"Never grow old. Grow wise. Grow experienced. But never convince yourself that you are too old to try something new.  Fuel the passion.  Your passion.  The passion of others.  If you are passionate about something - your family, your lover, your work, your sport, your children - you will give it your all - and no one can ask for more than that."

Bryn Mawr College

Bryn Mawr, PA
May 13, 2006
Judith Resnik '72, legal scholar, pioneer of the study of gender bias in the American legal system, and the Arthur Liman Professor of Law at Yale Law School
"One can have no romance about either the global or the local.  And, because we cannot assume that any one level of power - international, transnational, national, or local - can be an enduring source of equality and dignity, we must be engaged and work actively at all of these levels.  It is not the source of law that guarantees a law's quality but the people who make those laws who will give us either hope or despair."

Carlow University

Pittsburgh, PA
May 13, 2006
Doreen Boyce, president of the Buhl Foundation

"I am ever grateful for the liberal education upon which my professional training was built and which I value more as I grow older. What I now realize is that at the heart of liberal education are the eternal verities which are at the very core of what it is to be human.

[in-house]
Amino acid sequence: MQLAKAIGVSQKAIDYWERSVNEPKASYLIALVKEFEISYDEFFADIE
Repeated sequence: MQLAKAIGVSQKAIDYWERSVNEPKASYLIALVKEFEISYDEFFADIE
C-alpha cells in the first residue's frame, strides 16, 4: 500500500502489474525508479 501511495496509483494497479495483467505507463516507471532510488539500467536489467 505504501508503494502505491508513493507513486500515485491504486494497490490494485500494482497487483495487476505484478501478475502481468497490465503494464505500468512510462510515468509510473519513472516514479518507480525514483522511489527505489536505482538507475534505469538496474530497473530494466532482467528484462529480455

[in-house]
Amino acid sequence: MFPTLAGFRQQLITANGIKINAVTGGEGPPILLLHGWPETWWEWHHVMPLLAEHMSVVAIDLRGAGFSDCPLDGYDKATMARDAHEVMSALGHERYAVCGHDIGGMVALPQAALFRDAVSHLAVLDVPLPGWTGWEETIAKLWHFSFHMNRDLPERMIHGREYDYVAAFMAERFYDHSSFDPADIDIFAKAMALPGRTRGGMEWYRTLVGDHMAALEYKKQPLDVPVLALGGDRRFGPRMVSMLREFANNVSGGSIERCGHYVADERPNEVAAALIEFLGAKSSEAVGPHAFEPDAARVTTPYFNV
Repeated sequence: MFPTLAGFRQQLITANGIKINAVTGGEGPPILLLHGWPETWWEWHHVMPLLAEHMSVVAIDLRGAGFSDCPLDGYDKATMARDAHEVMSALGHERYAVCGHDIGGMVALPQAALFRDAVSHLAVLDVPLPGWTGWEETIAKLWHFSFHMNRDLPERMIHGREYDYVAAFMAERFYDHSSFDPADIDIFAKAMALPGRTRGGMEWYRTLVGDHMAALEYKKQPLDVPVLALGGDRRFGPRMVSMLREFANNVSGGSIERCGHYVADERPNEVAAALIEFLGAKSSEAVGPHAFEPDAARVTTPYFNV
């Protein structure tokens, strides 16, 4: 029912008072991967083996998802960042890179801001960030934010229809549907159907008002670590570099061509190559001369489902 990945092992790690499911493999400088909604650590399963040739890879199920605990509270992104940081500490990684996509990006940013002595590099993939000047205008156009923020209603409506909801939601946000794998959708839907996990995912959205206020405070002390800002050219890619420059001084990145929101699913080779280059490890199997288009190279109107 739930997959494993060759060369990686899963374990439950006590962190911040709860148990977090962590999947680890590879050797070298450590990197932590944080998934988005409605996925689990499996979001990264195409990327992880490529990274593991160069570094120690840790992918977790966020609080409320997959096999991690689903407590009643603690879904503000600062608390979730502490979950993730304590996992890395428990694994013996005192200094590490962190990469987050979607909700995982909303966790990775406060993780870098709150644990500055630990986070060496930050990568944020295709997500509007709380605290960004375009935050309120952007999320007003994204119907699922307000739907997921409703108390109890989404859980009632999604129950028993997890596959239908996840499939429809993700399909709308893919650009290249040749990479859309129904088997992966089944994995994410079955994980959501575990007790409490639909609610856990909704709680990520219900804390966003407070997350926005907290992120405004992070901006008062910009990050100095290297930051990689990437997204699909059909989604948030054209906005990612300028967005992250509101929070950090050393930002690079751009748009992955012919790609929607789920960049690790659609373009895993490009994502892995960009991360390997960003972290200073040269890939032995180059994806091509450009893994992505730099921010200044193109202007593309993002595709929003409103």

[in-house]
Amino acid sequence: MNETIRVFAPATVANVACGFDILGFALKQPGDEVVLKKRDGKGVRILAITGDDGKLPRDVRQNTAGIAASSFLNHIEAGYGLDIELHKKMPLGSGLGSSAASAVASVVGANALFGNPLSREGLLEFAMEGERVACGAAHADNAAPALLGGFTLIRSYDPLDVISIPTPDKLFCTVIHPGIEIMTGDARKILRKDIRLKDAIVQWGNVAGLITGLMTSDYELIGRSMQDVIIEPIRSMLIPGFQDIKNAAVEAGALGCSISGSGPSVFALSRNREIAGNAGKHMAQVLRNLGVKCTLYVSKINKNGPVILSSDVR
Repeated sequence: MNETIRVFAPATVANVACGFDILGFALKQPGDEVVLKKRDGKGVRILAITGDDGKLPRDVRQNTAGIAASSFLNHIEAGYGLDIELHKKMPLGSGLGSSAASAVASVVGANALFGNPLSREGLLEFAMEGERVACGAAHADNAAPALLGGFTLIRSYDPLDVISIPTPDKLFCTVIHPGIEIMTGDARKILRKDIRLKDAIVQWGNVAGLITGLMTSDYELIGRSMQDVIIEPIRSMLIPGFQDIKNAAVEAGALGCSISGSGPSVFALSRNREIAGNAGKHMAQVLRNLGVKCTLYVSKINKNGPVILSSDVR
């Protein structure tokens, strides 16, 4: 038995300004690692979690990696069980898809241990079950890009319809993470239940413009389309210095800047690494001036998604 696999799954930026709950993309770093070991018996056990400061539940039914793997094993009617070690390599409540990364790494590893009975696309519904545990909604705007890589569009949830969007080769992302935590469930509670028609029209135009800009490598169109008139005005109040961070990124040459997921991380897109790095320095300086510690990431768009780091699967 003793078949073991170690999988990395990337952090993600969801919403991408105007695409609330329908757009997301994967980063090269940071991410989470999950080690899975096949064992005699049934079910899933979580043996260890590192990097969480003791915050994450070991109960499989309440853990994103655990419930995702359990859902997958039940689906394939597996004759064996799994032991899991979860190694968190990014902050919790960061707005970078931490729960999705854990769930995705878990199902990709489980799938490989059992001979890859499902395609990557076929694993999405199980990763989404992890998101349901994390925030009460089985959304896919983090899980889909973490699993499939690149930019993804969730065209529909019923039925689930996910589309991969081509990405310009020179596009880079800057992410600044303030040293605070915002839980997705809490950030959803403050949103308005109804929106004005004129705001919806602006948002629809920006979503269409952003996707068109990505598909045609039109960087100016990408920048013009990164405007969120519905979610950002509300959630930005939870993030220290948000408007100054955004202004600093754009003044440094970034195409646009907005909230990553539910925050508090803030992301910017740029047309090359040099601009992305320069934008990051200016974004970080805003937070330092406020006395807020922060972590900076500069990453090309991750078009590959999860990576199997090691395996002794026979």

This is why we study the Ancient Greeks, the religions of the world, great art, history of people, and why concepts like beauty, justice, faith, truth, will always be challenging to the educated person who seeks to lead a life of integrity.  But these essential elements of man find their expression today in a world of unprecedented change. 

In the midst of all this change, your security will lie in knowledge and skills, which you have begun to build in this good place.  If you have learned how to learn, you have learned the great lesson."

Chatham University

Pittsburgh, PA
April 29, 2006
Doreen Boyce, president of the Buhl Foundation
"Your education will be your greatest asset, but you must maintain it.  There are very few people from whom you can't learn, but you will need to reach out, to listen, and to observe. Make the most of the place where you live. Find the friends and mentors and partners that want you to be the best you can be, and when they can they will help you get there - and do the same for them."
Patti M. Peterson, executive director of the Council for International Exchange of Scholars
"I am counting on the enlarged perspective of your education to remind you frequently that you live in a global village and that by virtue of your knowledge you will feel a special obligation to consider the rest of the world in all that you do.  If your generation can effectively reach out to the other inhabitants of the global village with sensitivity, generosity, and humility and require your political leaders to do so as well, we will live in a better, safer world."

College of Notre Dame of Maryland

Baltimore, MD
May 26, 2006
Bob Schieffer, anchor of the CBS Evening News

"There will be those who tell you it is all right to cut corners, that the end justifies the means. Remind them of what Gandhi said: "The end reflects the means.” Remember the honor code that you lived under here. It is a good guide for the rest of your life because it is rooted in the values that are and will remain the great strength of this country.

Young people today find themselves under enormous pressure to be successful, but that is the wrong game plan. Pursue those things that interest and excite you. Strive for excellence rather than success. If you achieve that, success will usually follow."